Deep Blue

From the desk of The Movie Snob:

Deep Blue (A-). As I’m sure I’ve mentioned before, I was a big fan of Jacques Cousteau specials when I was a kid, so I was eager to see this documentary on the big screen. It did not disappoint. It is a beautifully filmed survey of wildlife in our oceans and at the water’s edge, including critters such as: albatrosses, seals, dolphions, killer whales, sharks, swordfish, crabs, jellyfish, and all sorts of weird and ghastly beasts that live way down at the bottom of the sea. Be warned, there are a couple of fairly gruesome scenes in which predators get after some sympathetic victims. A few minor quibbles: I’m pretty sure they borrowed some footage from both the current March of the Penguins and James Cameron’s recent Aliens of the Deep. The narration by Pierce Brosnan is good as far as it goes, but I would have appreciated more explanation of what I was seeing. But these are truly quibbles; the images and the accompanying musical soundtrack are generally awesome. Check it out.

The Island

A review from The Movie Snob:

The Island (B-). I was drawn to this movie by the premise: in a near-future America, the ultra-wealthy pay for the creation of clones as “insurance policies” in case they ever need organ transplants. What happens when a couple of clones (Ewan McGregor, Scarlett Johanssen) get wise to their inevitable fate? I was simultaneously repelled by the fact that director Michael Bay has also been responsible for Bad Boys II and the recent Texas Chainsaw Massacre remake. Curiosity won out, and I was reasonably entertained. In fact, my only real complaint is that the movie is just too long, especially in the second half once the clones have made their break for freedom. I’ll admit the car chases and other action sequences are pretty impressive (if over the top), but less would have been more. With judicious editing, this could have been a B or B+.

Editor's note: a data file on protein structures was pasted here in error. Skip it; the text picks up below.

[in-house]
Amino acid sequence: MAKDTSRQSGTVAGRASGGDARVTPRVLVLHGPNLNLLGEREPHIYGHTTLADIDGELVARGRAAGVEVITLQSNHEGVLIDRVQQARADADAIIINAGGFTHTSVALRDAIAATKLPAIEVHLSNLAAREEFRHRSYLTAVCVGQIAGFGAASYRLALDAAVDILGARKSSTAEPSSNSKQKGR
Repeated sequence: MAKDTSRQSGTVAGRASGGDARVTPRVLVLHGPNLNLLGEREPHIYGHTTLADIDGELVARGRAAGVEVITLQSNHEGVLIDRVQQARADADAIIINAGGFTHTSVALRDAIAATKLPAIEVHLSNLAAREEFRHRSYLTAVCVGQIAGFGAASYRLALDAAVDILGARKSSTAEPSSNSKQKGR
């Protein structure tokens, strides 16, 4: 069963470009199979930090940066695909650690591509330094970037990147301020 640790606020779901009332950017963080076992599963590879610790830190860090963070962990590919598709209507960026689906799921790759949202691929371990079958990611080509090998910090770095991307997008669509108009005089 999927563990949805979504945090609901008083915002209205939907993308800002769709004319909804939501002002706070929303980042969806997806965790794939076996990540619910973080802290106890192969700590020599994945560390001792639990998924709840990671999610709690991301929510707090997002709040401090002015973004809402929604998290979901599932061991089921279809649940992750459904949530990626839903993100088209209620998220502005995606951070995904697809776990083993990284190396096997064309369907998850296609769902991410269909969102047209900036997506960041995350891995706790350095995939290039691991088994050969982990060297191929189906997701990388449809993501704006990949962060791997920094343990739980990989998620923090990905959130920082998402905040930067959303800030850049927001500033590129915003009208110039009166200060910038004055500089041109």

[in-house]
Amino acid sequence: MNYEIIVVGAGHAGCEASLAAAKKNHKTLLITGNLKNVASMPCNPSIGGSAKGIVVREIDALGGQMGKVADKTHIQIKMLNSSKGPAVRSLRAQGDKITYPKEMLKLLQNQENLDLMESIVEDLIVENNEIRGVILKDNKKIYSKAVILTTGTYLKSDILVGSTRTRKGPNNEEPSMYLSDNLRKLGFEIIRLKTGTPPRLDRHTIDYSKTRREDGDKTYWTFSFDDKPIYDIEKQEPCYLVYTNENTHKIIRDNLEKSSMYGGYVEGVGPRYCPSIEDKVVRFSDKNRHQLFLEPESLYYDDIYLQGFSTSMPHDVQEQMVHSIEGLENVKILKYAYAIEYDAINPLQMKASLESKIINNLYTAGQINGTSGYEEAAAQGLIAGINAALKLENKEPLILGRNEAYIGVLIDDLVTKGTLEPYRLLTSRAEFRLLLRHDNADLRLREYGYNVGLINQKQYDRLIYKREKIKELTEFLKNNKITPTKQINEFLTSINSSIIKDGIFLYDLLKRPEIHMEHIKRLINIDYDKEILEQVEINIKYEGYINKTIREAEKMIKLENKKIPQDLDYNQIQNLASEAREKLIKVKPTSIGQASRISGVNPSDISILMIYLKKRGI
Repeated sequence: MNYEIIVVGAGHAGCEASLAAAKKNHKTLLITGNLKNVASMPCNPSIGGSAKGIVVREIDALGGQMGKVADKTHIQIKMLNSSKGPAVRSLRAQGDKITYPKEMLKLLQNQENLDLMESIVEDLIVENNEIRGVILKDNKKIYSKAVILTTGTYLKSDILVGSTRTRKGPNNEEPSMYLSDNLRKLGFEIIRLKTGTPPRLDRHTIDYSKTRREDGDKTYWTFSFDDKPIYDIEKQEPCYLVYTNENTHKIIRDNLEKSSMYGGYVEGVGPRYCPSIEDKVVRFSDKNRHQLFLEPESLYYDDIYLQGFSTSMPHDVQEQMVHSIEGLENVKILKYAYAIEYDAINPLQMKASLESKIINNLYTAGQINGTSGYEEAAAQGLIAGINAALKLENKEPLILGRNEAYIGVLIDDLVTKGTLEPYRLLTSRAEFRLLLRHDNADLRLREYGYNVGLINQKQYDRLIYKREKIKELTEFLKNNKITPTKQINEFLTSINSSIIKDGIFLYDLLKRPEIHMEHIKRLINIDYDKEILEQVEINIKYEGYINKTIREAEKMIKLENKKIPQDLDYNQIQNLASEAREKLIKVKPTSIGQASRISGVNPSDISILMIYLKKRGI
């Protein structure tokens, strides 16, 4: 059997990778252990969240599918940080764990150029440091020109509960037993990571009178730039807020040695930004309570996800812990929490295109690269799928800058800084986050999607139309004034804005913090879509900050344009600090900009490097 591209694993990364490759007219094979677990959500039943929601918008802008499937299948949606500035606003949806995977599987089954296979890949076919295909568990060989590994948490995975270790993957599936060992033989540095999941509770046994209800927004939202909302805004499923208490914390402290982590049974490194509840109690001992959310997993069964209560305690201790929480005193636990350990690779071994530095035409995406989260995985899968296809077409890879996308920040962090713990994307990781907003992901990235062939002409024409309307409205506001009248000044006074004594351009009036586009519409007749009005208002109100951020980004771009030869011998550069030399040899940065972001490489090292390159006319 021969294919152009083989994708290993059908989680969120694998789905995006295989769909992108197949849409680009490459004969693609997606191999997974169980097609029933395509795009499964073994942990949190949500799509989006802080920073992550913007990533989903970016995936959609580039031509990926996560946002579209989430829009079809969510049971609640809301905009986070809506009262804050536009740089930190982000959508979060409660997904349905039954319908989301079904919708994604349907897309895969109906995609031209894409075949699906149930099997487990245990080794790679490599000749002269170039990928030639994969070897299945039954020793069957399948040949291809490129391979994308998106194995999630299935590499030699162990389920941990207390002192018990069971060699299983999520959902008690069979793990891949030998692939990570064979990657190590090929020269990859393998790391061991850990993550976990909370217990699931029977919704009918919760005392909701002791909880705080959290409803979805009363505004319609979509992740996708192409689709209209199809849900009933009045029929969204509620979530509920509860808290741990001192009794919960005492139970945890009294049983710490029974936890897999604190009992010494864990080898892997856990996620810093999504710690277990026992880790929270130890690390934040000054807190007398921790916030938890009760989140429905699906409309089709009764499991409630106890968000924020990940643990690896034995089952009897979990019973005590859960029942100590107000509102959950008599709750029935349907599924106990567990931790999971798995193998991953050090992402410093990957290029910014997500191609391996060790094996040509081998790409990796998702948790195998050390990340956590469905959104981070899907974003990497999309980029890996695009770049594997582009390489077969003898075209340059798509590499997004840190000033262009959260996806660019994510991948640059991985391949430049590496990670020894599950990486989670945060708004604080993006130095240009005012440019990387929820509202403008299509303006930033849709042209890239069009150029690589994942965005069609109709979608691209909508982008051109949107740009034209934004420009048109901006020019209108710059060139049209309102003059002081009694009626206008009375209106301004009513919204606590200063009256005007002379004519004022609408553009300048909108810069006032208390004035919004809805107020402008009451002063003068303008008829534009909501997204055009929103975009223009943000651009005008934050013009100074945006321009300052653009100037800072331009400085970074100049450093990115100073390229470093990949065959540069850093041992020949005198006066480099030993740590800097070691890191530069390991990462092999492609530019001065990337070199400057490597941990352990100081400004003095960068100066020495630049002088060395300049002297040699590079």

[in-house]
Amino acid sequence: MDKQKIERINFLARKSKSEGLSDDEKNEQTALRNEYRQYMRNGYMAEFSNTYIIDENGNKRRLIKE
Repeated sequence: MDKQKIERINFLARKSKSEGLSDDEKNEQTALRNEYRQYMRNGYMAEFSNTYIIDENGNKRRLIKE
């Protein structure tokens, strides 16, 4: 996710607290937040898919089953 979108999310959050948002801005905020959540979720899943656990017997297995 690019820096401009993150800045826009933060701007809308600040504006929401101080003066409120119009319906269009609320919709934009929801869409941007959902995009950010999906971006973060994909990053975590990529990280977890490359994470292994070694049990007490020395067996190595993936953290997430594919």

Harry Potter and the Half-Blood Prince (book review)

A book review from That Guy Named David.

Harry Potter and the Half-Blood Prince (A)

No, I am not 12 years old; although, I tend to act like it at times. That being said, I am pretty sure that most parents wouldn’t want their 12 year olds reading the newest novel in the Harry Potter series by J.K. Rowling. Like many of my colleagues and a certain girlfriend I have, I was skeptical of the Harry Potter series when the first books came out and wondered how anyone over the age of 10 would have any interest in reading about a teenage wizard and his group of friends. However, while I was studying for the bar and looking for anything to do to get away from studying for the bar, I decided that I would hole myself up in my room where everyone thought I was studying and read the first novel. I finished it in a little over a day and immediately went to the next one. Since then, I have anxiously awaited the release of all the books (however, I am not one of the freaks that dresses up like a wizard and goes to Barnes and Noble for the midnight release; I do that in my home where there is more privacy). But enough about me . . . the latest Harry Potter continues the saga of Harry Potter vs. his long-time nemesis, Voldemort (the Dark Wizard who tried to kill Harry as a child). Voldemort has made his return to the wizarding world after a hiatus of 15 years or so and is raising hell left and right while gathering supporters (known as Death Eaters) at every turn. Harry, of course, is back at Hogwarts School of Wizardry, and with Dumbledore (the school’s headmaster), he is learning as much about Voldemort’s past as possible so that he has the tools available to finally defeat the Dark Wizard once and for all. As mentioned above, the types of scenes described in this book are not exactly child-friendly, and as has widely been reported, there is one high-profile death in the book. That being said, Rowling has an uncanny ability to describe the scenes and characters with such detail and keep the book flowing that it makes it difficult to ever put the book down once you start reading. In the Half-Blood Prince, she introduces some romance plot-lines to the characters to add to the basic fantasy/mystery plot-lines that have kept the series going through the first several installments. If you haven’t read any of the books, I highly recommend you do so . . . mostly so I won’t continue to be mocked, but also because I think you might just enjoy them.